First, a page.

posted by Blackanvil at 8:34 AM on February 11, 2016


There are a ton of videos on YouTube of idiots who are doing bee cutouts without protection. In L.A. and most of the Southwest, all of our bees are Africanized. I'm not sure what their thing is - but I'm personally of the opinion that the fewer stings the better. BTW, I have an ultrabreeze suit, for anyone who cares. (I am not associated in any way with this product. I just really love their suits.)
posted by Sophie1 at 8:46 AM on February 11, 2016 [1 favorite]




Wow, I thought maybe he was mic'd up oddly and the pitter patter sounds were pebbles and trowel scraping for the initial couple of minutes. I'm surprised he didn't kill the nest off first, if they're a non-native pest.

Also to all the kill it with fire folks, look what happened when we got too gung ho with the antibiotics.
posted by lucidium at 9:55 AM on February 11, 2016 [3 favorites]


At the end of the video, when the researcher held up the nest to the camera and there were all those rows upon rows of pristine, equally-sized hexagons ... it was beautiful. Wasps are basically my angry architect roommate from my undergrad year, only without the drinking habit that occasionally made her pleasant to be around.
posted by sobell at 10:04 AM on February 11, 2016 [2 favorites]


I think of wasp nests the same way I think of Nazi architecture. Fascinating when the builders are all dead.
posted by Splunge at 10:31 AM on February 11, 2016 [4 favorites]


How many wasps were likely in that nest?
posted by OmieWise at 11:18 AM on February 11, 2016


Do you really want that answer?

If no, stop now.

If yes, 12,000 give or take.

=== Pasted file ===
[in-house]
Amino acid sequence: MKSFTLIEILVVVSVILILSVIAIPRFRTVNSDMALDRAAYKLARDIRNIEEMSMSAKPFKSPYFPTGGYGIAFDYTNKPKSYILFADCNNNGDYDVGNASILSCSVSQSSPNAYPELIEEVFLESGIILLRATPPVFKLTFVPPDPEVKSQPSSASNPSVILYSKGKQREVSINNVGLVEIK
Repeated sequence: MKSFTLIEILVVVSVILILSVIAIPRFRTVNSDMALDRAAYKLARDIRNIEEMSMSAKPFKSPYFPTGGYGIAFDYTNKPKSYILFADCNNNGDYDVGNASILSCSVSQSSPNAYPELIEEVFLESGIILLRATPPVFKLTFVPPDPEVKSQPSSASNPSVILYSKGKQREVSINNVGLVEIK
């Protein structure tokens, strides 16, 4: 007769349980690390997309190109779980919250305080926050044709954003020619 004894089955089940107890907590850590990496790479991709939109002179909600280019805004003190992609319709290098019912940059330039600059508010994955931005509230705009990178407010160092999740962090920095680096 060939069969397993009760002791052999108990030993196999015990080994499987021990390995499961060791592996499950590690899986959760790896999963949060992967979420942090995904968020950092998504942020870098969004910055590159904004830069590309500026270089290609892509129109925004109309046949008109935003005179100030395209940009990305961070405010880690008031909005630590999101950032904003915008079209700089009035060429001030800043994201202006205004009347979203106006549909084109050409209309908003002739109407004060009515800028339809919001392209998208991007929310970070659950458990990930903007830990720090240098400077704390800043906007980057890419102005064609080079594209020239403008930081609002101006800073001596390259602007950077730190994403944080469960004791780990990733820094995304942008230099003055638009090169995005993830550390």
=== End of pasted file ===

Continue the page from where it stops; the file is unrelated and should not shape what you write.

posted by Sophie1 at 11:27 AM on February 11, 2016 [3 favorites]


Holy shit, 15 feet tall and 5.5 feet wide????? NOOOOOOO

Previously.

I also remember, but can't find (maybe it is actually in that thread) a discussion on here about how mega-hives were increasing in the south because of longer summers/dry periods or something. Does anyone else remember that?
posted by mayonnaises at 11:30 AM on February 11, 2016


mega-hives were increasing in the south because of longer summers

#scifiopeninglines
posted by lucidium at 2:00 PM on February 11, 2016 [2 favorites]


You may enjoy the classic Herzog book (link goes to film) The Swarm.
posted by turbid dahlia at 5:14 PM on February 11, 2016


The packing tape around his wrists reminds me of the homemade radiation suits the scientists at Chernobyl had in the late 80s. They just taped themselves in and hoped for the best (allegedly they all died of stress-related heart failure before any radiation symptoms showed).

But despite the trouble with radioactive dust, it's not actively trying to chew through your trousers and crawl up your butthole. Insects, man!
posted by rum-soaked space hobo at 6:07 AM on February 12, 2016


You may enjoy the classic Herzog book (link goes to film)

For a moment there I thought you meant Werner Herzog and I wondered how I had overlooked his movie about killer bees.
posted by gamera at 11:25 AM on February 12, 2016 [1 favorite]


I looked into the bees eyes and there was nothing there, just nature. None of the feeling this man claimed to see...
posted by OmieWise at 11:59 AM on February 12, 2016 [2 favorites]